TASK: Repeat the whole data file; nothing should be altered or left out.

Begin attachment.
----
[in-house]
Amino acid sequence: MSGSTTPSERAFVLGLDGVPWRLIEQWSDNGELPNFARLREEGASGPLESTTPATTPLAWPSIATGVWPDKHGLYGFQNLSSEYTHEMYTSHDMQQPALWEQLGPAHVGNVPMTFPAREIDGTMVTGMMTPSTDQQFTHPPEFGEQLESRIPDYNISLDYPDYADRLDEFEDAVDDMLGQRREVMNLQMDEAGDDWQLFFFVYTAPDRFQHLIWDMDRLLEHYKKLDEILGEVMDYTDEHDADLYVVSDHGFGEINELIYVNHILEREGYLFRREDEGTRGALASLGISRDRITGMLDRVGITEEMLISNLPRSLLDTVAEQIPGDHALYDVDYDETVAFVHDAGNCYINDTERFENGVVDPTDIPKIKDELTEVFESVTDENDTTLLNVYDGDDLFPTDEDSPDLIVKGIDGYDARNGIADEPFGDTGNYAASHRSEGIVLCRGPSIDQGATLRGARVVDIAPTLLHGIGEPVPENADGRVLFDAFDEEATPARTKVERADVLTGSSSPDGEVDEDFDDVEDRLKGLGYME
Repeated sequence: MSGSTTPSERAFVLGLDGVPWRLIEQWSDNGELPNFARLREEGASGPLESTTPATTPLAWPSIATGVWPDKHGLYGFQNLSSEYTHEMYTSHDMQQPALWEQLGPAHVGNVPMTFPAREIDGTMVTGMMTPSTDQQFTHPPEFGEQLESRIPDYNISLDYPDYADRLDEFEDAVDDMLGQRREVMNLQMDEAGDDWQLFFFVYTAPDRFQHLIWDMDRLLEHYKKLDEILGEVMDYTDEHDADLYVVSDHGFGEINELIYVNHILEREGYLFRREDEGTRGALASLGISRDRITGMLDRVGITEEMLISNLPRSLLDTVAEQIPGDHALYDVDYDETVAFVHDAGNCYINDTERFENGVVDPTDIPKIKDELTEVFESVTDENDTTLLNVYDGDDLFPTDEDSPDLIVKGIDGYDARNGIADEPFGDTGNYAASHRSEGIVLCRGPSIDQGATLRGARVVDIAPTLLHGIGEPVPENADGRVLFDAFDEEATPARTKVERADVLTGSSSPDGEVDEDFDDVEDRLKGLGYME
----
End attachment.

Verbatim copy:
[in-house]
Amino acid sequence: MSGSTTPSERAFVLGLDGVPWRLIEQWSDNGELPNFARLREEGASGPLESTTPATTPLAWPSIATGVWPDKHGLYGFQNLSSEYTHEMYTSHDMQQPALWEQLGPAHVGNVPMTFPAREIDGTMVTGMMTPSTDQQFTHPPEFGEQLESRIPDYNISLDYPDYADRLDEFEDAVDDMLGQRREVMNLQMDEAGDDWQLFFFVYTAPDRFQHLIWDMDRLLEHYKKLDEILGEVMDYTDEHDADLYVVSDHGFGEINELIYVNHILEREGYLFRREDEGTRGALASLGISRDRITGMLDRVGITEEMLISNLPRSLLDTVAEQIPGDHALYDVDYDETVAFVHDAGNCYINDTERFENGVVDPTDIPKIKDELTEVFESVTDENDTTLLNVYDGDDLFPTDEDSPDLIVKGIDGYDARNGIADEPFGDTGNYAASHRSEGIVLCRGPSIDQGATLRGARVVDIAPTLLHGIGEPVPENADGRVLFDAFDEEATPARTKVERADVLTGSSSPDGEVDEDFDDVEDRLKGLGYME
Repeated sequence: MSGSTTPSERAFVLGLDGVPWRLIEQWSDNGELPNFARLREEGASGPLESTTPATTPLAWPSIATGVWPDKHGLYGFQNLSSEYTHEMYTSHDMQQPALWEQLGPAHVGNVPMTFPAREIDGTMVTGMMTPSTDQQFTHPPEFGEQLESRIPDYNISLDYPDYADRLDEFEDAVDDMLGQRREVMNLQMDEAGDDWQLFFFVYTAPDRFQHLIWDMDRLLEHYKKLDEILGEVMDYTDEHDADLYVVSDHGFGEINELIYVNHILEREGYLFRREDEGTRGALASLGISRDRITGMLDRVGITEEMLISNLPRSLLDTVAEQIPGDHALYDVDYDETVAFVHDAGNCYINDTERFENGVVDPTDIPKIKDELTEVFESVTDENDTTLLNVYDGDDLFPTDEDSPDLIVKGIDGYDARNGIADEPFGDTGNYAASHRSEGIVLCRGPSIDQGATLRGARVVDIAPTLLHGIGEPVPENADGRVLFDAFDEEATPARTKVERADVLTGSSSPDGEVDEDFDDVEDRLKGLGYME